"Where Fillmore County News Comes First"
Monday, November 30th, 2015
Volume ∞ Issue ∞
- 9:41:05, Nov 27th 2015 - WoW - As a long time reader of your paper I think it should stay how it is. It's a ch ... [Read More]
- 1:35:05, Nov 26th 2015 - consaredumb - The most vocal people are always the most ignorant. ... [Read More]
- 2:58:00, Nov 25th 2015 - James1952 - The word on the street is that the folks who own the land above the schoo ... [Read More]
- 10:17:32, Nov 25th 2015 - - Yes it does take money to operate schools and keep buildings open. If the high s ... [Read More]
- 9:09:47, Nov 25th 2015 - @Says - Bottom line... it takes money to operate & keep open school buildings. Yes, I ... [Read More]
- 7:57:56, Nov 25th 2015 - nature man - I think y'all are in denial. Atrazine in all your well, shallow aquifer ... [Read More]
- 10:20:12, Nov 24th 2015 - - It's about the money? What an ignorant comment. Is that what you teach your kid ... [Read More]
- 9:20:20, Nov 24th 2015 - reader - What an inspiring message! Thank you! ... [Read More]
- 8:07:37, Nov 24th 2015 - Stan Gudmundson - I've never responded to any comments made about anything I've writt ... [Read More]
- 8:02:03, Nov 24th 2015 - Stan Gudmundson - I've never responded to any comments made about anything I've writt ... [Read More]
Fri, Sep 12th, 2003
Posted in Features
Posted in Features
“Department heads have really sharpened their pencils and come through", praised Policy Coordinator Karen Brown as the county board reviewed new figures submitted from county departments on Tuesday. Brown had informed offices, after last week’s meeting, that the commissioners had slated an additional 10% cut on already tested budgets to help rid the county of an $800,000 shortfall. Approximately $600,000 was cut which brought the county levy down to 10.68%, a far cry from the earlier 26% figure. An additional $80,000 from Social Services and another $50,000 from SWCD in cuts will push the levy down to just under 9%.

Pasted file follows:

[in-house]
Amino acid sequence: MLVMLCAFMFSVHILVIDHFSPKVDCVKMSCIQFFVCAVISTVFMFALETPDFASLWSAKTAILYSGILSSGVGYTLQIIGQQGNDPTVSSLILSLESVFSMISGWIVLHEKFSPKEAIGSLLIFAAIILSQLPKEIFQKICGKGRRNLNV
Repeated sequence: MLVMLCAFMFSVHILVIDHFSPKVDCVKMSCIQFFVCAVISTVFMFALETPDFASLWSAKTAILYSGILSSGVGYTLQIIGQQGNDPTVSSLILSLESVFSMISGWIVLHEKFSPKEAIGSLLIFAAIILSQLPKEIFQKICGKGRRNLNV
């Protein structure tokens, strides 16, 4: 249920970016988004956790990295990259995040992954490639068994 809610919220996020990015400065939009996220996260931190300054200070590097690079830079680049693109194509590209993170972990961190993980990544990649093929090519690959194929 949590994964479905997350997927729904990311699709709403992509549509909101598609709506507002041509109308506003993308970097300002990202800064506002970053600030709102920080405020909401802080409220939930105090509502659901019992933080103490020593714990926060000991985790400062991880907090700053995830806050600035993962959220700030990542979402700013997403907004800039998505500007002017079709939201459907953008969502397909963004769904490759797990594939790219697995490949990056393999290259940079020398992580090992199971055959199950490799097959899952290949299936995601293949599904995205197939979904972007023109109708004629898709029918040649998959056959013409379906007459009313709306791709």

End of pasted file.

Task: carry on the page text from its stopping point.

The board noted that most of the surrounding counties are looking at levies of around 10%. Expenditures for 2004 are penned in at $19,754,761, down by $1.1 million from the year before. Revenues are projected at $19,826,074, with the 2004 levy being set at $6,185,868. The 2004 levy limit is $4,817,375, but there are "special" levies through state mandates that leads to the higher figure. County Auditor/Treasurer Philip Burkholder presented the county’s budget as it stood on August 31. It outlined debts and credits for the many categories of the county’s budget. He noted a cut of $162,228 in HACA funds, monies the state used to give to buy down property taxes. Overall, though, Burkholder felt the county had done well in bringing numbers into perspective. The use of reserves was also questioned. Commissioners Marc Prestby and Randy Dahl didn’t like the idea of tapping into reserves. Commissioner Duane Bakke stated the state is pushing counties to use it. The state does require that counties maintain daily operating funds in reserve if the doors suddenly had to close. The county has, in the past, used reserves, but then has been able to build it back up. Bakke gave credit for this to the departments that come in at or under their budgets, rather than having to borrow from the reserves. The county board opted to tap into $208,000 in reserves as well as $65,000 in carry over funds. Following the Truth in Taxation hearings in December, the board can reduce the levy and budget further, however, by state law, they cannot increase it. Early Retirement Offer The board reviewed a resolution, which outlined criteria for early retirement. •The county offers to continue providing the current employee health insurance benefit up to a capped $366.52 per month. This benefit will continue unless employee is enrolled as an employee through another employer. •Have been an employee of the county for at least 15 years by Dec. 31, 2003. •Is eligible for a retirement annuity from a public retirement plan such as PERA. •Is less than 65 by Dec. 31, 2003. •Must notify County Coord-inator Karen Brown of acceptance by Dec. 31, 2003 and retire by Jan. 31, 2004. Commissioner Bakke questioned whether the board was going through all this effort for just a few and if it was warranted. The vote came in 4 to 1 to approve the early retirement package, with Bakke voting "nay". Other business •The board was once again faced with a request for approval on an access permit for Ruth A. Cranley for a new driveway to building site to CSAH #25, Section 19, Rushford Village. Commissioner Dahl and Highway Engineer John Grindeland were to drive to the site and review the situation. Although Grindeland was not available, Dahl looked over the proposed access and discussed the subject with the Rushford Village mayor. The village would like to put the topic on hold. The main problem with the site is that it is an extremely steep grade that would not allow emergency vehicles to ascend unless there was considerable work done to the existing field road. The village would want the driveway to meet township standards, which could be extremely costly to the property owner. There was a brief discussion on trying to obtain an easement to the property from the topside. This would involve driving over another owner’s farm, following the woods and fence line for about half a mile. Dahl pointed out that a field road already exists off the highway. The engineer had recommended putting in an 18" culvert. After some deliberation, the access permit was approved. The board reminded Cranley that she would still have to obtain approval from the village for the driveway and building permit. The access permit only gives her a 12’ right-of-way off the highway. •The county’s airport will be getting a face lift with a 90% of the costs being covered by the federal government. The $348,900 project will allow for more taxiway space as the airport’s use continues to rise. There have been some safety concerns over the crunched runway space. Construction administration of the taxiway project will run $59,482. A maximum of 14 acres, currently in beans, will be used to reconstruct the site. The renter of the bean field will be offered $233 per acre as the project must get under way. Commissioner Dahl, who has been working closely with the taxiway project, informed board members the bulldozer is out there ready to go. •Accepted the resignation of Tina Peter, Accounting Technician, effective Sept. 19. The board chose to wait on advertising the position as Commissioner Bakke stated he would like to see the Driver License Division put out to the private sector. This would save some dollars for the county. Commissioner Dahl was also in favor of this suggestion. •Approved an agreement with the state for a federal equipment grant for municipal emergency management units, not to exceed $20,613 with no matching dollars from county. •Pay requests for several courthouse construction bills were approved. •Approved final right-of-way plat for SAP #23-617-13 (Ridge Road).